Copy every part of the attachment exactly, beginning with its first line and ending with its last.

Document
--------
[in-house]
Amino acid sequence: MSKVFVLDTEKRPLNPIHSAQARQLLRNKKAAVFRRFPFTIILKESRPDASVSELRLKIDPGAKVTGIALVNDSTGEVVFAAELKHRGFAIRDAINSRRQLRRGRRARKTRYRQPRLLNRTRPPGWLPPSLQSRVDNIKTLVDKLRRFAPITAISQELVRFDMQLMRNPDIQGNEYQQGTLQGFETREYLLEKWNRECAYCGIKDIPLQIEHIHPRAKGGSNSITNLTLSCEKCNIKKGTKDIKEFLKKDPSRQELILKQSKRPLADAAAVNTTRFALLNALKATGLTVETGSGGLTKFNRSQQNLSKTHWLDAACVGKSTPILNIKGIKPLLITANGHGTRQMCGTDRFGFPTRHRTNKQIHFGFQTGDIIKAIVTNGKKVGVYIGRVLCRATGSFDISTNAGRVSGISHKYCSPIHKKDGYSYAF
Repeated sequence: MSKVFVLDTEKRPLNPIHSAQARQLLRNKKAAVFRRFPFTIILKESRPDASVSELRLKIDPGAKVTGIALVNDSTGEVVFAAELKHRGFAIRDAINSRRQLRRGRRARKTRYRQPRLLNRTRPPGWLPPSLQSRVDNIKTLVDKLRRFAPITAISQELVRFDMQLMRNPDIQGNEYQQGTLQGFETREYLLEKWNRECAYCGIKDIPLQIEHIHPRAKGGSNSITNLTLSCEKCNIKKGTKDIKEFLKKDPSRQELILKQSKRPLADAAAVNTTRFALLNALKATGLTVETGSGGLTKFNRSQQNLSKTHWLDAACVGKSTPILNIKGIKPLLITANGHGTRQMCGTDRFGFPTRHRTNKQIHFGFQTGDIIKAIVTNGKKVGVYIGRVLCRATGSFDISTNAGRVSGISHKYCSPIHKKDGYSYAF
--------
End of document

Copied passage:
[in-house]
Amino acid sequence: MSKVFVLDTEKRPLNPIHSAQARQLLRNKKAAVFRRFPFTIILKESRPDASVSELRLKIDPGAKVTGIALVNDSTGEVVFAAELKHRGFAIRDAINSRRQLRRGRRARKTRYRQPRLLNRTRPPGWLPPSLQSRVDNIKTLVDKLRRFAPITAISQELVRFDMQLMRNPDIQGNEYQQGTLQGFETREYLLEKWNRECAYCGIKDIPLQIEHIHPRAKGGSNSITNLTLSCEKCNIKKGTKDIKEFLKKDPSRQELILKQSKRPLADAAAVNTTRFALLNALKATGLTVETGSGGLTKFNRSQQNLSKTHWLDAACVGKSTPILNIKGIKPLLITANGHGTRQMCGTDRFGFPTRHRTNKQIHFGFQTGDIIKAIVTNGKKVGVYIGRVLCRATGSFDISTNAGRVSGISHKYCSPIHKKDGYSYAF
Repeated sequence: MSKVFVLDTEKRPLNPIHSAQARQLLRNKKAAVFRRFPFTIILKESRPDASVSELRLKIDPGAKVTGIALVNDSTGEVVFAAELKHRGFAIRDAINSRRQLRRGRRARKTRYRQPRLLNRTRPPGWLPPSLQSRVDNIKTLVDKLRRFAPITAISQELVRFDMQLMRNPDIQGNEYQQGTLQGFETREYLLEKWNRECAYCGIKDIPLQIEHIHPRAKGGSNSITNLTLSCEKCNIKKGTKDIKEFLKKDPSRQELILKQSKRPLADAAAVNTTRFALLNALKATGLTVETGSGGLTKFNRSQQNLSKTHWLDAACVGKSTPILNIKGIKPLLITANGHGTRQMCGTDRFGFPTRHRTNKQIHFGFQTGDIIKAIVTNGKKVGVYIGRVLCRATGSFDISTNAGRVSGISHKYCSPIHKKDGYSYAF